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November 23, 2012
As Howe neared age and scoring milestones, he was adapting to the game and enjoying his role as Gramps
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November 23, 2012

Still Skating After All These Years

As Howe neared age and scoring milestones, he was adapting to the game and enjoying his role as Gramps

From SPORTS ILLUSTRATED, December 5, 1977

IT WAS ALMOST 11 O'CLOCK ON A NOVEMBER Saturday night, and as the rest of the spiffed-up New England Whalers were rushing from their dressing room to make last call at some Hart-ford pub, Gordie Howe lazed contentedly in a whirlpool tub. "Hey, Gramps," defenseman Alan Hangsleben hollered at Howe, "where's the rubber duck we gave you?" The gray-haired Howe laughed. "I'm 50 years old," he said, "and they give me a rubber duck for my whirlpools."

For Howe, who actually won't turn 50 until March 31, those late-night whirlpools were the best part of a frustrating week as he failed in his attempts to score the 1,000th goal of his 30-season professional career. Howe had scored number 999 on Nov. 10, and now he had gone a whole two weeks and two days without a goal. Maybe old age had finally caught up with him. Maybe Gordie Howe ought to retire and give the game back to the kids, including his own.

"Ah, the goal will come," Howe said. "When I was trying to break Rocket Richard's NHL record of 544 goals back in 1963, I went 12 games before I finally broke it. And I did it with a shorthanded goal, of all things, right there in the Montreal Forum."

Howe's quest for number 1,000 was hardly helped by the hand injury he suffered during a game at Edmonton early in the week. Howe somehow mashed his left hand against the boards, and by the end of the game it was so sore, he could not even hold his stick. With Howe sidelined for the next two games, the Whalers lost 5--4 to Quebec to end a 14-game unbeaten streak and were tied 3--3 by Indianapolis.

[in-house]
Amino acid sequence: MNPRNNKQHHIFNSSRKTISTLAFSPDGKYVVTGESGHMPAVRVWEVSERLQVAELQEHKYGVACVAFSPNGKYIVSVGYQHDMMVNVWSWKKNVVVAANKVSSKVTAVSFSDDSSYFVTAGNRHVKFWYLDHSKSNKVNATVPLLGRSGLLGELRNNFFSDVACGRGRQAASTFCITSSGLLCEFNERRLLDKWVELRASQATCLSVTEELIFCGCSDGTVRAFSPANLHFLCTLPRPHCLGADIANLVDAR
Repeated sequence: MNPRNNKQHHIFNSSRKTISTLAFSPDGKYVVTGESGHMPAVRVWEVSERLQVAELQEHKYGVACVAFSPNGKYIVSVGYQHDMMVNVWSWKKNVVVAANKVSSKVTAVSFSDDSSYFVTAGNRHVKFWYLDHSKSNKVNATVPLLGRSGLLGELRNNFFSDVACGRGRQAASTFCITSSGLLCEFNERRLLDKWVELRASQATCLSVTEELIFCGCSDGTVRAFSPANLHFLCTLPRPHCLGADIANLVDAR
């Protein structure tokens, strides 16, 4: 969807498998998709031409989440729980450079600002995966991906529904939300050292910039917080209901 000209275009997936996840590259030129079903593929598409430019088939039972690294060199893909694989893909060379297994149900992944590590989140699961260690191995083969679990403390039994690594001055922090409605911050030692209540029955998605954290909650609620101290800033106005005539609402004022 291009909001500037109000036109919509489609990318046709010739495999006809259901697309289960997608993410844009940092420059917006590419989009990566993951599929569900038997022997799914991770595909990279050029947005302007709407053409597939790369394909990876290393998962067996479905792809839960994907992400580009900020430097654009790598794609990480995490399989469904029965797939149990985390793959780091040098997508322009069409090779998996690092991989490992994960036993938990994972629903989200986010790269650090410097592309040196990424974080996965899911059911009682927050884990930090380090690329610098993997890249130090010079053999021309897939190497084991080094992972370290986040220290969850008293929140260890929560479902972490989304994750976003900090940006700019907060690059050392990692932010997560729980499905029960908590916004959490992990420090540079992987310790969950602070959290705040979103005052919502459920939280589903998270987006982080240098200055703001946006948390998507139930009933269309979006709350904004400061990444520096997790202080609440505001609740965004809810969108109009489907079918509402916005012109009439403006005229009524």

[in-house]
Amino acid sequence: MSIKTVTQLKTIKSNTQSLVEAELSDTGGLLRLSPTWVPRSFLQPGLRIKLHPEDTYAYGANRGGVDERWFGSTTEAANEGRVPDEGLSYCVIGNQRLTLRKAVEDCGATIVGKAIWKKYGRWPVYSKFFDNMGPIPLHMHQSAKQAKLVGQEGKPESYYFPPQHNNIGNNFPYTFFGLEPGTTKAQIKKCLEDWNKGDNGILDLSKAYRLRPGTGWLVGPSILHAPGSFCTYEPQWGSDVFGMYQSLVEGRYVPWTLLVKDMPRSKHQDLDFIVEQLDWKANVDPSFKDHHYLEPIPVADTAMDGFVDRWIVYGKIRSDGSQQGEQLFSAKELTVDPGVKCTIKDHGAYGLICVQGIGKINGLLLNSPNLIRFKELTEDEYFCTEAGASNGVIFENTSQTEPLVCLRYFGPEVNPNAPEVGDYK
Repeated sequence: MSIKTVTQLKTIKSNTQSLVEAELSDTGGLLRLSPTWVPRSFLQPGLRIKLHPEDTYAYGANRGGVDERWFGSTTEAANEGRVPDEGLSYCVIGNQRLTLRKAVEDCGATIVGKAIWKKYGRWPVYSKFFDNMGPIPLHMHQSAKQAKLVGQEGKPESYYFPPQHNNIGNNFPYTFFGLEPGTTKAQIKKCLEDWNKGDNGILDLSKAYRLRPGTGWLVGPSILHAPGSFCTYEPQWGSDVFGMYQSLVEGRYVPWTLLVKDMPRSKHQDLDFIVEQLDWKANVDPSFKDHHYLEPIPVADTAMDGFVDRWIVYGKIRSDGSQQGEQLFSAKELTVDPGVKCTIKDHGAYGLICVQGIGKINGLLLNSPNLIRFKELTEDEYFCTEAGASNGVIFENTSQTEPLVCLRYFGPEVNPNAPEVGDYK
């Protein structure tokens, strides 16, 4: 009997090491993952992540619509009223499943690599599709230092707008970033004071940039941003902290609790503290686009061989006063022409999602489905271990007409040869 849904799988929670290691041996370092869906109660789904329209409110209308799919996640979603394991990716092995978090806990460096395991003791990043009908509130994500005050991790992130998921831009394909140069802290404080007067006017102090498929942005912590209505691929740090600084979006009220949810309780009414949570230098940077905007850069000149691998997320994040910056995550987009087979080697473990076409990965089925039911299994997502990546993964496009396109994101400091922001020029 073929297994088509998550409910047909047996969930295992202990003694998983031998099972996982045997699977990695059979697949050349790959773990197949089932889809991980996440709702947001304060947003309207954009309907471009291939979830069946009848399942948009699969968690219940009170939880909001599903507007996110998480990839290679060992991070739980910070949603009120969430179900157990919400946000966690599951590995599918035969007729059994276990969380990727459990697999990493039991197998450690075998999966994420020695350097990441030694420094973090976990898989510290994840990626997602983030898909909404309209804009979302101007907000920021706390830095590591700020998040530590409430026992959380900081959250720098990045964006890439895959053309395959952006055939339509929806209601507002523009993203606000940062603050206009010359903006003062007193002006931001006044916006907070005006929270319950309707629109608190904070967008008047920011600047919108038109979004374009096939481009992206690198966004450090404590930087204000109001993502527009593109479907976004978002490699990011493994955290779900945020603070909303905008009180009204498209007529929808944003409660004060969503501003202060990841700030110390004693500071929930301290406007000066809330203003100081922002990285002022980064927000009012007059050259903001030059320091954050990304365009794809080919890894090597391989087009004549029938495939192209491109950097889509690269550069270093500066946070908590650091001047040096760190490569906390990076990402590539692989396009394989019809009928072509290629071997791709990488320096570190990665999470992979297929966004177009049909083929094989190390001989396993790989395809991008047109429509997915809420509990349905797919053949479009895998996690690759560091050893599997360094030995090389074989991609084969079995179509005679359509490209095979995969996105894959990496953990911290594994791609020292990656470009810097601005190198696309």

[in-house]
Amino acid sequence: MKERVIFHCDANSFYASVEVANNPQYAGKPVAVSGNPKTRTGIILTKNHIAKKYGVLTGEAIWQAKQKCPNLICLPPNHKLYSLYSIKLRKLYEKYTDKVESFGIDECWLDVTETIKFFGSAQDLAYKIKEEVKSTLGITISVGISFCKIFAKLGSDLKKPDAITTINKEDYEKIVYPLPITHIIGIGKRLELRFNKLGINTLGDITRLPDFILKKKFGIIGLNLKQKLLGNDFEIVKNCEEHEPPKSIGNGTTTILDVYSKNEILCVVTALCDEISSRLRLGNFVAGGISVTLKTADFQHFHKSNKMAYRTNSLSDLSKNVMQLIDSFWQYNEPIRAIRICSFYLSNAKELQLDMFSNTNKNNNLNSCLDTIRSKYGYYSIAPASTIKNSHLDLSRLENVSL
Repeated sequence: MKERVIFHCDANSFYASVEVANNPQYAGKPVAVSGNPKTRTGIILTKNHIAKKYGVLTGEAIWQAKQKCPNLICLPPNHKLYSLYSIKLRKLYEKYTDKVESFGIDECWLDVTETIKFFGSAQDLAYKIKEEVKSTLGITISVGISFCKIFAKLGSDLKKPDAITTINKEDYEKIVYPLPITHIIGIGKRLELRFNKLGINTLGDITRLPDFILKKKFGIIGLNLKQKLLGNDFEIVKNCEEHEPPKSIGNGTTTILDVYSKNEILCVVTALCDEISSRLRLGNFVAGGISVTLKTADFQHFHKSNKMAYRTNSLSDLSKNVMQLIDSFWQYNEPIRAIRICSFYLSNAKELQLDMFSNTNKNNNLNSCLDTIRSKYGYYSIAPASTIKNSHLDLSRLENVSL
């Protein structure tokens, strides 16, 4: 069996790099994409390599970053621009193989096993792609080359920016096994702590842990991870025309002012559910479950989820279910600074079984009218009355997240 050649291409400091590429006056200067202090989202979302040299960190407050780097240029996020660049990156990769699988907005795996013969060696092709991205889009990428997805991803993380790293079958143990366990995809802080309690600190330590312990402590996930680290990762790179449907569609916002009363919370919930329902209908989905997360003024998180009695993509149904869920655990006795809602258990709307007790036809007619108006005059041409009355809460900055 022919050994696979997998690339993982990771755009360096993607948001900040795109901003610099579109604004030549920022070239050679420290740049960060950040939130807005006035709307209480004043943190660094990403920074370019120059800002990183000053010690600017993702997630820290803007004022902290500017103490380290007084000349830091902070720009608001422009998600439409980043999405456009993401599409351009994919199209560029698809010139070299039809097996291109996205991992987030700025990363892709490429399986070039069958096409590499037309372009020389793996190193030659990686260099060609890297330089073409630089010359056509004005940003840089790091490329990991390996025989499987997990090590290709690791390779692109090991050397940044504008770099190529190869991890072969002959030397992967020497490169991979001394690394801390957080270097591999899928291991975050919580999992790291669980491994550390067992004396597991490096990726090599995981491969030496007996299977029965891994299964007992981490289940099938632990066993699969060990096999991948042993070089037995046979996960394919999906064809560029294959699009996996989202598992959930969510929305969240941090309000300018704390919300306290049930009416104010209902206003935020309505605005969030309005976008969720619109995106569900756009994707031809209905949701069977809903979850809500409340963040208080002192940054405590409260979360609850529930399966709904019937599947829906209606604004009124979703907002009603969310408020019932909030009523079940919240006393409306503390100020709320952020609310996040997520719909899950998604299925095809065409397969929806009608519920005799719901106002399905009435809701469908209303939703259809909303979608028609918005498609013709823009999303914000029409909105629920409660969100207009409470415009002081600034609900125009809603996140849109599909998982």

Howe probably should not have played on the evenings of Nov. 25 and Nov. 26 when the Whalers lost to the Nordiques and the Oilers, respectively, in Hartford, but three other New England regulars, including Gordie's 22-year-old son, Mark, were out of the lineup with more serious injuries, so Gordie had little choice. On Friday he fell on the bad hand early in the game, and when he tried to snap off a wrist shot in the final minute, he flinched in pain and then watched the puck dribble off his stick. On Saturday it was more of the same, although the Whalers still led the WHA race by seven points over Winnipeg. "The hand really hurts," Howe said. "I can't do anything right."

When Howe is healthy, he can still unleash his well-disguised wrist shot—he rarely ever employs that newfangled invention known as the slap shot—with the same quickness and precision he displayed back in 1946 when he arrived in Detroit as an 18-year-old rookie from Floral, Saskatchewan. "When I was a rookie with the Red Wings in 1959, I used to tell people that Gordie was amazing for his age," says New England right wing John McKenzie. "Now here I am, 40 years old myself, and I'm saying the same thing."

Howe has moved from his old right wing position to center a line for son Mark and right wing Tom Webster. Until he injured his hand, he was the Whalers' leading scorer with five goals and 17 assists in 16 games. He has taken a regular shift, worked the power play and occasionally helped kill penalties. And New England's opponents have scored only six goals while Howe has been on the ice. Some NHL loyalists like to pass off Howe's present accomplishments with a "big deal, he's doing it in the WHA, and that's not the NHL," but Howe says, "The Whalers were 5-1-1 against NHL teams in the exhibition season, so let's forget that talk."

Remarkably Howe still ranks among hockey's best on-ice policemen. When Edmonton's Brett Callighen made the mistake of slashing Howe's injured hand during a jam-up after a whistle, Howe reached over another player, picked Callighen up and rudely deposited him on the back of the net. "I don't know if the kid meant to hit me," said Howe, "but I want him to remember that I didn't care for it." Howe also aggravated his injury when he tried to run down Edmonton defenseman Paul Shmyr after Shmyr's hard check had sent son Mark from the game with bruised ribs.

"Toughness and durability go hand in hand," Howe says. "Injuries and the traveling are what get tougher as you get older, but the game itself is great. I've learned to adjust to the times."

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